The Grad School Debt Problem

Elle Woods

Of the $1.19 trillion in student debt in the U.S., 40 percent belongs to graduate students, who account for just 14 percent of the college population. While undergrads are capped at $57,500 total in federal student loans they can take out to prevent them from borrowing too much, federal student loan programs allow grad students to borrow any amount they need to cover what their schools charge, and that amount often reaches six figures. The Wall Street Journal explains the problem:

Propelling the surge in grad-school debt is a welter of federal programs that make it easy for students to borrow large amounts, then to have substantial chunks of those debts eventually forgiven. Critics of the system say it makes it easier for graduate schools to raise tuition, and for some high-earning graduates such as doctors to escape debts they can afford to repay.

“What we’re doing is randomly subsidizing lots of people without careful thought,” says Sandy Baum of the Urban Institute think tank, who has advised Hillary Clinton’s campaign. “That’s just really problematic.”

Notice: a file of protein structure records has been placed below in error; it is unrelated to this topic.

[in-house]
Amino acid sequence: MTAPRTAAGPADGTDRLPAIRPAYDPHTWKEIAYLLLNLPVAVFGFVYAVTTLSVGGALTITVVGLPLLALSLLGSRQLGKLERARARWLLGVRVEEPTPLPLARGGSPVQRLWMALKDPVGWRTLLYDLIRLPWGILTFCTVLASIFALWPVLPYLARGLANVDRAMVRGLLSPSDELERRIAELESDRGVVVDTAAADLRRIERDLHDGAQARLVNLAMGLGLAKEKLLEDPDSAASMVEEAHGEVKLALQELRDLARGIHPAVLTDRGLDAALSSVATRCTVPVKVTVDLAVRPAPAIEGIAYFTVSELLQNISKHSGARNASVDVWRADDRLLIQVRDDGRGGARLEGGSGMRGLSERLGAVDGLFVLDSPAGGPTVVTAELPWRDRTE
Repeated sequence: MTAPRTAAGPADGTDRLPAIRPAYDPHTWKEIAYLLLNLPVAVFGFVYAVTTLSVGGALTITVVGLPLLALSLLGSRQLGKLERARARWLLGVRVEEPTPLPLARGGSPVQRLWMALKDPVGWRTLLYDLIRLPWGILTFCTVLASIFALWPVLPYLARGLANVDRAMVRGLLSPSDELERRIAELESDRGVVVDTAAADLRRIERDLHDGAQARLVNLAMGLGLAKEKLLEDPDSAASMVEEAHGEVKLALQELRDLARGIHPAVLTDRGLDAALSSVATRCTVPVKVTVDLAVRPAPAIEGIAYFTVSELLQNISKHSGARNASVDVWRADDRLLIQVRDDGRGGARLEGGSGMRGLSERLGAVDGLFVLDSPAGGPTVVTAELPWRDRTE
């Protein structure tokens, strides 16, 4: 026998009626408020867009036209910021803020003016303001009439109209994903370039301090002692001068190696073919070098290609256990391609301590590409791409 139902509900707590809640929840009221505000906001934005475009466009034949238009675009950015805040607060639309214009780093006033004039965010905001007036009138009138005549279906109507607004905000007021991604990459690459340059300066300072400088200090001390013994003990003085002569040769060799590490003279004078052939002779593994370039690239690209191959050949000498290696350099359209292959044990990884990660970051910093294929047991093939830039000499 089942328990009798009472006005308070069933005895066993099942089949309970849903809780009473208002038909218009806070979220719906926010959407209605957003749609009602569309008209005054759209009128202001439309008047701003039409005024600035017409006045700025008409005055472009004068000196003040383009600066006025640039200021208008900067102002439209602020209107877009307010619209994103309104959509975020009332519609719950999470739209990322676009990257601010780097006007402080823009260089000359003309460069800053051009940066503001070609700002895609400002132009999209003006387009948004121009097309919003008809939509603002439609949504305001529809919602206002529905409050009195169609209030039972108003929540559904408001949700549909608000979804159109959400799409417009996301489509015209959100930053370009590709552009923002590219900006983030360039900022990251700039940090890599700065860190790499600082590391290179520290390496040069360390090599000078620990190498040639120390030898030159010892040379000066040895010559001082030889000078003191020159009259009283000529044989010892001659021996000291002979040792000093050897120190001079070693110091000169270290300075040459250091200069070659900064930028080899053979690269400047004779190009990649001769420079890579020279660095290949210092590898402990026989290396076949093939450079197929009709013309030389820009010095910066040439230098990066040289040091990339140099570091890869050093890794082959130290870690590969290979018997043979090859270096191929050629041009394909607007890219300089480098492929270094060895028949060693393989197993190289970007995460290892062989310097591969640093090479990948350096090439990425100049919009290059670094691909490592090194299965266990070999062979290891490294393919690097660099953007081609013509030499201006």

The Journal talks to a young couple who owe a combined $692,000 in federal student debt from medical school. Though both will earn six figures, they plan to pursue jobs at a nonprofit hospital so that they can qualify for forgiveness. Critics argue that institutions benefit from public service loan forgiveness by collecting high tuitions, leaving taxpayers to foot the bill. The couple points out that they wouldn’t have been able to pursue medical school if programs like income-based repayment and forgiveness didn’t exist in the first place.

I’ve got a bunch of loans from grad school that I’ll be paying off until I’m 40 (but hopefully sooner!), but am fortunate that my interest rates are humane and my payments are manageable enough that I don’t feel weighed down by them.

 

This story is part of our College Month series.

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